JPMorgan will reinvest its $3.5 billion tax benefit in ‘communities’
- JPMorgan Chase said it will use its $3.5 billion tax benefit on employee wages and community investments
- JPMorgan’s net income for the fourth quarter of 2017 fell 37 percent from the year prior to $4.23 billion
JPMorgan Chase said it will use its $3.5 billion tax benefit on employee wages and community investments, executives said on an earnings call Friday morning. The bank will further detail its plans in the next few weeks.
U.S. banks stand to gain significantly under the tax reform legislation that passed last month, which lowers the corporate income tax from 35 percent to 21 percent. One of CEO Jamie Dimon’s arguments for why the tax reform should happen was that it would boost wages, a point challenged by journalists and analysts on their respective conference calls Friday morning.
“Most of it will fall to the bottom line in 2018 and beyond,” said chief financial officer Marianne Lake. “Time is an important part of how this plays out. We want to do really constructive, thoughtful things for all our constituents but it wont be the significant portion of that.”
Bank of America, U.S. Bank, PNC Financial Services Group and Wells Fargo as well as other regional banks, have said they will use their anticipated savings to pay one-time bonuses to many of their employees or vowed to raise their wages. U.S. Bancorp, for example, is giving 60,000 of its employees a $1,000 bonus and raise its hourly minimum wage to $15 as a result of the overhaul; it will also improve its employee health plans in 2019. Fifth Third Bancorp plans to raise its minimum hourly wage to $15 and pay a one-time bonus of $1,000 to more than 13,500 employees.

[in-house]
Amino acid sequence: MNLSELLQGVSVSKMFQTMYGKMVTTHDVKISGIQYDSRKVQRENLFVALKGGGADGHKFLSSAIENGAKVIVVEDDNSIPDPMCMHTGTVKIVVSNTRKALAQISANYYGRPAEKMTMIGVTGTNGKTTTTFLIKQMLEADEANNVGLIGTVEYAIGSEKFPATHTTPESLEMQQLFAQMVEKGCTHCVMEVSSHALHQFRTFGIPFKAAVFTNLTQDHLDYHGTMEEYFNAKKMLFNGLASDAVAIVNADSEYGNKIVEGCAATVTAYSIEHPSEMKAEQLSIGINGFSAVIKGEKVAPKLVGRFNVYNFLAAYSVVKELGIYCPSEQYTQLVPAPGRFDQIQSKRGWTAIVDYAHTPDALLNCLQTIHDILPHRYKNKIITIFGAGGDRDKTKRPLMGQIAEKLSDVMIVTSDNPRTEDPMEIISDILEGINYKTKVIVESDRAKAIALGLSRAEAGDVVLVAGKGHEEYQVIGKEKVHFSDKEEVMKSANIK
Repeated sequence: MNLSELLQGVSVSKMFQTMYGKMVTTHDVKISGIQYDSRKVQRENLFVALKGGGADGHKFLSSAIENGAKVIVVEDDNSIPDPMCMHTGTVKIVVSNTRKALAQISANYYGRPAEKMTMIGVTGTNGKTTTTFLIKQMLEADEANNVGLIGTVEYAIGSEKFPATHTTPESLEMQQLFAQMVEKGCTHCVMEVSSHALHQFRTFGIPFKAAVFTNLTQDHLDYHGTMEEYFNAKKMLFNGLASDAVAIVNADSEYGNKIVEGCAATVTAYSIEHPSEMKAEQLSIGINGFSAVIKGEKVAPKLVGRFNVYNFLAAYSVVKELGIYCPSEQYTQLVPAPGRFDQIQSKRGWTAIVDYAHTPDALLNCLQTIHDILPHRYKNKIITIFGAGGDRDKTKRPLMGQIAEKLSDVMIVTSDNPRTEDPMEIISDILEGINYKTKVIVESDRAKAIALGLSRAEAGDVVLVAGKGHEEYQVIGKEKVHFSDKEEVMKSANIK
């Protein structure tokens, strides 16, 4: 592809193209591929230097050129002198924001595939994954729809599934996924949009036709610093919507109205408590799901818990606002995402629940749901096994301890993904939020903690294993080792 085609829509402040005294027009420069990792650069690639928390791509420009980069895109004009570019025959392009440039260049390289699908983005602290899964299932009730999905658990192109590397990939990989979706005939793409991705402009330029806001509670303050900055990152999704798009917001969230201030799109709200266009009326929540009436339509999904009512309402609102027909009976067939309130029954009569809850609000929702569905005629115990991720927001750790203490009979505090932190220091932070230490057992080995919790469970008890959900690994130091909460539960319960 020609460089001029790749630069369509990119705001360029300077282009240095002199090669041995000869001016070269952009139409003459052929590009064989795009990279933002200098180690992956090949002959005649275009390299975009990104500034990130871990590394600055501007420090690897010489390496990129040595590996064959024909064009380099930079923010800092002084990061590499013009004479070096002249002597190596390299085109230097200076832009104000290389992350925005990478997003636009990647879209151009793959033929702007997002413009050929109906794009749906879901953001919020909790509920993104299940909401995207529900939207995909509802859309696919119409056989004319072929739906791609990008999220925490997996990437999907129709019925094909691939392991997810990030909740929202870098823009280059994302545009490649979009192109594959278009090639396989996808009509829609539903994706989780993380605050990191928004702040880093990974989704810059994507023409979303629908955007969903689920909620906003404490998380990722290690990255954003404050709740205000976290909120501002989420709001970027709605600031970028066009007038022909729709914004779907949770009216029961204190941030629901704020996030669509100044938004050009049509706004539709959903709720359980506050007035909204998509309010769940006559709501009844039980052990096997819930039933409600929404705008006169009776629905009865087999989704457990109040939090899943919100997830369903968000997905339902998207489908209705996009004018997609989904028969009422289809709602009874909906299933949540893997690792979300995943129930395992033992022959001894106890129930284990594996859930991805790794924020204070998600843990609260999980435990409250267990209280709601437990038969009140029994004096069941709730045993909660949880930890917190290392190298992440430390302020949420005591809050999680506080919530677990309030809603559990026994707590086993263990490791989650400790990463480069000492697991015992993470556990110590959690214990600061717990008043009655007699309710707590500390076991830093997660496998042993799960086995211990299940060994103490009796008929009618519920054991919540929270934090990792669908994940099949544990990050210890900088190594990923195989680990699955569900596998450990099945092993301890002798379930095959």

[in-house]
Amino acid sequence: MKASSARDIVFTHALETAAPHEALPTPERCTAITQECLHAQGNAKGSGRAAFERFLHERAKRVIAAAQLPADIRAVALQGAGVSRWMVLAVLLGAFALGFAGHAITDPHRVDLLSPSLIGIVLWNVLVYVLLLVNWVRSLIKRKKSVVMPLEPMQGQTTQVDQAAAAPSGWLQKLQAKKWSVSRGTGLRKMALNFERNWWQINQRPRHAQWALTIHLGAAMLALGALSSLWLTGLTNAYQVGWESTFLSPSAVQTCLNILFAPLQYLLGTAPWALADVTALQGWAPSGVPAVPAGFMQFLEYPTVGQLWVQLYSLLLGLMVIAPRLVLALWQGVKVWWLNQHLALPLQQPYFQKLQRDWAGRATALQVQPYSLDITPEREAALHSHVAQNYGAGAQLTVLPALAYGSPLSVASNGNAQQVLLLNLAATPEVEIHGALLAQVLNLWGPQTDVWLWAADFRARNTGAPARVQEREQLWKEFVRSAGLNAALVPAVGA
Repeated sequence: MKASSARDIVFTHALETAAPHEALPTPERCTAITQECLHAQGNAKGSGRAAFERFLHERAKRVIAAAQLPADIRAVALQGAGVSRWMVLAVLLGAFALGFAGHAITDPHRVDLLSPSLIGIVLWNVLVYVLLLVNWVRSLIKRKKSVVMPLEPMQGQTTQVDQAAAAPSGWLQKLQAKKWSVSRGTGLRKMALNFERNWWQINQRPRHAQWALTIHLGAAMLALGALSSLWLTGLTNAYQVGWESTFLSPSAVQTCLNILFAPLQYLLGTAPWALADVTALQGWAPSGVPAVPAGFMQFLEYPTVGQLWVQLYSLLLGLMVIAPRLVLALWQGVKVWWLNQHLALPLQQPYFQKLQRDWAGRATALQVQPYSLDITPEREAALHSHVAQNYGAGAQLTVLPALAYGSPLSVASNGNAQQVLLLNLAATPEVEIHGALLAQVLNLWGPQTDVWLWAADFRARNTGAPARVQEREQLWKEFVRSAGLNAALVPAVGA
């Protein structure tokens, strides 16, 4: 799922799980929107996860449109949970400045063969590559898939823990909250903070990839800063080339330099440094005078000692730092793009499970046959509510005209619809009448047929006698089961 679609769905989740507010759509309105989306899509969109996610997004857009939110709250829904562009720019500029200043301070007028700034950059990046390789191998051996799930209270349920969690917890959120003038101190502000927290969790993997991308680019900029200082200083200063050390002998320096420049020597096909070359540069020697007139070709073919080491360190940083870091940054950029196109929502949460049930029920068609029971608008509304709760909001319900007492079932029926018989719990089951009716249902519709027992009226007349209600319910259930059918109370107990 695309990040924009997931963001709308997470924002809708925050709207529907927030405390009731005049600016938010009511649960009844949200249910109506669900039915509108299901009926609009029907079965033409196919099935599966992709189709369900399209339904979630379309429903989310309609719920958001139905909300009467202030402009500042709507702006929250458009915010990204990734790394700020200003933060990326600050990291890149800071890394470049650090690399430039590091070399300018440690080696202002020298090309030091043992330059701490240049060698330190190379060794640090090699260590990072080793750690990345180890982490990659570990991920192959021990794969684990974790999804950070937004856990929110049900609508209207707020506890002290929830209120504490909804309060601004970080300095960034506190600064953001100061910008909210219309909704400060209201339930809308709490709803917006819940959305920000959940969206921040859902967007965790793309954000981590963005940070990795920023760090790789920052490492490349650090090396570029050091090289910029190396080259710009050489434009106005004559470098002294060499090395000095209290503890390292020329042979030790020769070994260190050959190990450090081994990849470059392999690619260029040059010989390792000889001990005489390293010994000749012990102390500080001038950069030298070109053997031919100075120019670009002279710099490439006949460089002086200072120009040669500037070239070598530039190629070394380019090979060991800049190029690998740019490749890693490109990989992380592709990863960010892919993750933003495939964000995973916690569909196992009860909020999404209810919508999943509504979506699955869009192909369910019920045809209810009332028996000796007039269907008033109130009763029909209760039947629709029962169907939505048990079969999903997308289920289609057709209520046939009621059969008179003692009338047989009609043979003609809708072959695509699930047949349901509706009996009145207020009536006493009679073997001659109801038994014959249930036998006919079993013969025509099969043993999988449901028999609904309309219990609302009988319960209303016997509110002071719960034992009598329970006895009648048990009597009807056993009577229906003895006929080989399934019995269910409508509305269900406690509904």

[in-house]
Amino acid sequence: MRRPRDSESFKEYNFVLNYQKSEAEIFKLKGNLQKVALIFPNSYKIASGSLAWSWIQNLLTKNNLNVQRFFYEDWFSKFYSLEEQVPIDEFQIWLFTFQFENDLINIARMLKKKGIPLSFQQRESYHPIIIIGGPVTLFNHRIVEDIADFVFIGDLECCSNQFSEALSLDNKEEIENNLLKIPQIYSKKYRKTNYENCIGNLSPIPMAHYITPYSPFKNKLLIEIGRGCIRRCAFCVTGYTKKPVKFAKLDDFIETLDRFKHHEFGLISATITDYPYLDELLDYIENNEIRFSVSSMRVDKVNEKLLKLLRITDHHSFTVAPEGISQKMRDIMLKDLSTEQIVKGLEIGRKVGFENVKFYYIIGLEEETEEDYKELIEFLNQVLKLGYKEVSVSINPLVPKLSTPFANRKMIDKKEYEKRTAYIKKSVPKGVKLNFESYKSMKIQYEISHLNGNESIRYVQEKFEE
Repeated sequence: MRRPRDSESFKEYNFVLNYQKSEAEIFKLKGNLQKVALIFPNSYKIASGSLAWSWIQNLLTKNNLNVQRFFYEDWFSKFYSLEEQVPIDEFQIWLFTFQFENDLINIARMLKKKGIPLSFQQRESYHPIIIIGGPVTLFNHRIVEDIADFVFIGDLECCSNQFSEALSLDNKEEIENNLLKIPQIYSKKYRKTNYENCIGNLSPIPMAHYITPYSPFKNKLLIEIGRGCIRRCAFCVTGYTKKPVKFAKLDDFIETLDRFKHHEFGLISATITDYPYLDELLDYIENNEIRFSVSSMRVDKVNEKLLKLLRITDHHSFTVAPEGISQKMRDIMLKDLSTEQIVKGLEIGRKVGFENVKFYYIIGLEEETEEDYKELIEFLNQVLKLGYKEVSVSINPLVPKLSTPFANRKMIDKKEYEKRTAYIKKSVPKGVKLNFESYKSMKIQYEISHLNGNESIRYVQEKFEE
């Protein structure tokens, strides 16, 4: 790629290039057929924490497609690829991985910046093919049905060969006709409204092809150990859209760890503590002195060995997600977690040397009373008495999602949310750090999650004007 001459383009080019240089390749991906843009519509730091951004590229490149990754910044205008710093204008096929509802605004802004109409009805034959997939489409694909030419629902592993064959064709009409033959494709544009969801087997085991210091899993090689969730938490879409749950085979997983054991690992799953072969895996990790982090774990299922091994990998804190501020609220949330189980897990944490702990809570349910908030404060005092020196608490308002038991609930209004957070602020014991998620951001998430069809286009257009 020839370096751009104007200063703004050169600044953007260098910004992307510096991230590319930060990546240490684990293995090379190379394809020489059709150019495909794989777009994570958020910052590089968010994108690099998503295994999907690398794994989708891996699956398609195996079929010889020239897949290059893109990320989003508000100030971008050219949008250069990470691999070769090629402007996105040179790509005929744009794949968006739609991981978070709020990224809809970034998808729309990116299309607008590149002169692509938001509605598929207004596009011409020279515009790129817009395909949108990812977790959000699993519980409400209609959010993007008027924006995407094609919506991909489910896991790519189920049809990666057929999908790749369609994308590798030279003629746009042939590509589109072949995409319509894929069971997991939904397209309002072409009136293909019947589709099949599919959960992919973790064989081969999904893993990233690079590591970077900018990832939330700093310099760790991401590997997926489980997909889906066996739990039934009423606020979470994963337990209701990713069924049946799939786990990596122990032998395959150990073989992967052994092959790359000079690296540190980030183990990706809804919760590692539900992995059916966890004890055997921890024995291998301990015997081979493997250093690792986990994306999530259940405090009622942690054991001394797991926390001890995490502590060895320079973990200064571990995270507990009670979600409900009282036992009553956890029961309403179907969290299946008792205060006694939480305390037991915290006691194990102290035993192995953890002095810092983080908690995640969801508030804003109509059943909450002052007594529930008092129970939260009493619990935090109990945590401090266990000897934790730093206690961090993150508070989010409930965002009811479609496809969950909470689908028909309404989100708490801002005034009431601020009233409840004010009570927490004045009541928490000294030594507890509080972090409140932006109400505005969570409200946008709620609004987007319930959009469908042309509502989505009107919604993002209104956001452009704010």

JPMorgan Chase and Bank of America increased their minimum hourly wages to $15 last year.
“I like what companies are doing — doing stuff right away — but the really important quality will be the cumulative effect over the years of retaining capital and reinvesting it in the U.S. to drive jobs and wages.”
Lake reinforced that investing in the bank’s existing businesses for growth and profitability has always been top priority for JPM. Expect the first thing it will do is continue to lean into those investments — bankers, offices, global expansion, digital capabilities, payment capabilities its across all its businesses — she said.
Dimon added that the bank could accelerate some of that investments but it also considering how to pass some of its benefit onto the rest of the country’s growth.
“We can only go so fast in hiring new bankers… we think it’s time that all of America share broadly. We’re going to have things we think are good for some employees and sustainable growth for communities around the world… and we may well bite into that $3.5 billion, so be it.”
JPMorgan’s net income for the fourth quarter of 2017 fell 37 percent from they year prior to $4.23 billion — taking a significant one-time charge due to the recently passed tax bill. Earnings from consumer banking increased 11 percent to $2.6 billion on higher deposit margins.